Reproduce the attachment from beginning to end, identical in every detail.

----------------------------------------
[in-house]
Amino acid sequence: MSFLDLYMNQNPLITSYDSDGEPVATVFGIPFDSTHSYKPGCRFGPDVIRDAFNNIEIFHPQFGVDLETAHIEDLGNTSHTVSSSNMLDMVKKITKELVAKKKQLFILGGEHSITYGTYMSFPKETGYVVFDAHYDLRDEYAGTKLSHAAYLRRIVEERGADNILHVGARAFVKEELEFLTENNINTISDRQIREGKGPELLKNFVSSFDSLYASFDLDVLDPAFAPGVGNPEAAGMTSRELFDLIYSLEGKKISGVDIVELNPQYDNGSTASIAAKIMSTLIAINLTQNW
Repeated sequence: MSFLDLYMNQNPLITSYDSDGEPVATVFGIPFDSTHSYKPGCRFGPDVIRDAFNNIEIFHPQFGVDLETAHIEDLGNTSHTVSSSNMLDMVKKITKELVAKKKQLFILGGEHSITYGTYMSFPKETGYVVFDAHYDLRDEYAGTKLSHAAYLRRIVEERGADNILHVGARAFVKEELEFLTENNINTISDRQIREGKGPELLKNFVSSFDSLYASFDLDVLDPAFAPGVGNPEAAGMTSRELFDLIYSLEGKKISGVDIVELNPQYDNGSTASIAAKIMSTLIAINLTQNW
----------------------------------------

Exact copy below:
[in-house]
Amino acid sequence: MSFLDLYMNQNPLITSYDSDGEPVATVFGIPFDSTHSYKPGCRFGPDVIRDAFNNIEIFHPQFGVDLETAHIEDLGNTSHTVSSSNMLDMVKKITKELVAKKKQLFILGGEHSITYGTYMSFPKETGYVVFDAHYDLRDEYAGTKLSHAAYLRRIVEERGADNILHVGARAFVKEELEFLTENNINTISDRQIREGKGPELLKNFVSSFDSLYASFDLDVLDPAFAPGVGNPEAAGMTSRELFDLIYSLEGKKISGVDIVELNPQYDNGSTASIAAKIMSTLIAINLTQNW
Repeated sequence: MSFLDLYMNQNPLITSYDSDGEPVATVFGIPFDSTHSYKPGCRFGPDVIRDAFNNIEIFHPQFGVDLETAHIEDLGNTSHTVSSSNMLDMVKKITKELVAKKKQLFILGGEHSITYGTYMSFPKETGYVVFDAHYDLRDEYAGTKLSHAAYLRRIVEERGADNILHVGARAFVKEELEFLTENNINTISDRQIREGKGPELLKNFVSSFDSLYASFDLDVLDPAFAPGVGNPEAAGMTSRELFDLIYSLEGKKISGVDIVELNPQYDNGSTASIAAKIMSTLIAINLTQNW